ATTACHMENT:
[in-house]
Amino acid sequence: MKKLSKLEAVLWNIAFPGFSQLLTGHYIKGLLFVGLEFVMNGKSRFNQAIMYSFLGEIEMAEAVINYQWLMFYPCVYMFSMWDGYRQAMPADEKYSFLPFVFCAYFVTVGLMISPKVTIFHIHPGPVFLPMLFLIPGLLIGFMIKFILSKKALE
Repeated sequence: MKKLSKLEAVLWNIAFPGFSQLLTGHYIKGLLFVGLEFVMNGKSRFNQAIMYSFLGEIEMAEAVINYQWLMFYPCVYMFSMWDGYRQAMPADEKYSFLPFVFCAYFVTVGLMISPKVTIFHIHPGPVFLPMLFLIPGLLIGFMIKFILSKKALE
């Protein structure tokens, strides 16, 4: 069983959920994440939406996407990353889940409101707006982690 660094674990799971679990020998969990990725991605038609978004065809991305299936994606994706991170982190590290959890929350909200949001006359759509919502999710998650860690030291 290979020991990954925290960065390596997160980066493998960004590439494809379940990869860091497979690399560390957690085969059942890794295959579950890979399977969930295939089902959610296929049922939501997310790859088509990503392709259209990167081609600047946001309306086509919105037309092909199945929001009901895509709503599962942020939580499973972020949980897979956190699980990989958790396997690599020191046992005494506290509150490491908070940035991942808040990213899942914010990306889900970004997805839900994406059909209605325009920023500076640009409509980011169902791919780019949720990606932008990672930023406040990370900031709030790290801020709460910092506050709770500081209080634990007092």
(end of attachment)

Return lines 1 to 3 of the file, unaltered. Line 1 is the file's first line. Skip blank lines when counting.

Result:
[in-house]
Amino acid sequence: MKKLSKLEAVLWNIAFPGFSQLLTGHYIKGLLFVGLEFVMNGKSRFNQAIMYSFLGEIEMAEAVINYQWLMFYPCVYMFSMWDGYRQAMPADEKYSFLPFVFCAYFVTVGLMISPKVTIFHIHPGPVFLPMLFLIPGLLIGFMIKFILSKKALE
Repeated sequence: MKKLSKLEAVLWNIAFPGFSQLLTGHYIKGLLFVGLEFVMNGKSRFNQAIMYSFLGEIEMAEAVINYQWLMFYPCVYMFSMWDGYRQAMPADEKYSFLPFVFCAYFVTVGLMISPKVTIFHIHPGPVFLPMLFLIPGLLIGFMIKFILSKKALE